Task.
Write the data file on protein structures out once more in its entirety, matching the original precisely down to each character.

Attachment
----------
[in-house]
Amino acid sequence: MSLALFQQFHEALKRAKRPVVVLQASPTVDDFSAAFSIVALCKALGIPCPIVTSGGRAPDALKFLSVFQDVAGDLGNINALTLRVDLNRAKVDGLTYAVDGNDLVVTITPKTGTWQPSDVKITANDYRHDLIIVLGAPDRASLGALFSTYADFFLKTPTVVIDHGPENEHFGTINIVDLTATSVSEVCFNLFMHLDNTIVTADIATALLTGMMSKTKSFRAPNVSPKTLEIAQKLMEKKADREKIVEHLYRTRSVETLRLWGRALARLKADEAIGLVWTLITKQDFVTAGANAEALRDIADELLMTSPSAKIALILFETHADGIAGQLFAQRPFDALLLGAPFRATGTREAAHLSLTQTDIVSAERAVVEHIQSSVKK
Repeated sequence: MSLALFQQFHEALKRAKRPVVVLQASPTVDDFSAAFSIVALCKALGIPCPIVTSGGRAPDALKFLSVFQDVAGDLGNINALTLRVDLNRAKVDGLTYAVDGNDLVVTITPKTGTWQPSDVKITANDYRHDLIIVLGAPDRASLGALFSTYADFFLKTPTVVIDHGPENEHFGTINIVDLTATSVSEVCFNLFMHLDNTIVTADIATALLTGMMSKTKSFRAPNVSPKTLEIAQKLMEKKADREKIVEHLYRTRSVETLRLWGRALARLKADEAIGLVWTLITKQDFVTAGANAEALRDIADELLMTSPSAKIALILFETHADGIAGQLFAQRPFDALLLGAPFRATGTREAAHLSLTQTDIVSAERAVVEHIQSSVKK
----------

[in-house]
Amino acid sequence: MSLALFQQFHEALKRAKRPVVVLQASPTVDDFSAAFSIVALCKALGIPCPIVTSGGRAPDALKFLSVFQDVAGDLGNINALTLRVDLNRAKVDGLTYAVDGNDLVVTITPKTGTWQPSDVKITANDYRHDLIIVLGAPDRASLGALFSTYADFFLKTPTVVIDHGPENEHFGTINIVDLTATSVSEVCFNLFMHLDNTIVTADIATALLTGMMSKTKSFRAPNVSPKTLEIAQKLMEKKADREKIVEHLYRTRSVETLRLWGRALARLKADEAIGLVWTLITKQDFVTAGANAEALRDIADELLMTSPSAKIALILFETHADGIAGQLFAQRPFDALLLGAPFRATGTREAAHLSLTQTDIVSAERAVVEHIQSSVKK
Repeated sequence: MSLALFQQFHEALKRAKRPVVVLQASPTVDDFSAAFSIVALCKALGIPCPIVTSGGRAPDALKFLSVFQDVAGDLGNINALTLRVDLNRAKVDGLTYAVDGNDLVVTITPKTGTWQPSDVKITANDYRHDLIIVLGAPDRASLGALFSTYADFFLKTPTVVIDHGPENEHFGTINIVDLTATSVSEVCFNLFMHLDNTIVTADIATALLTGMMSKTKSFRAPNVSPKTLEIAQKLMEKKADREKIVEHLYRTRSVETLRLWGRALARLKADEAIGLVWTLITKQDFVTAGANAEALRDIADELLMTSPSAKIALILFETHADGIAGQLFAQRPFDALLLGAPFRATGTREAAHLSLTQTDIVSAERAVVEHIQSSVKK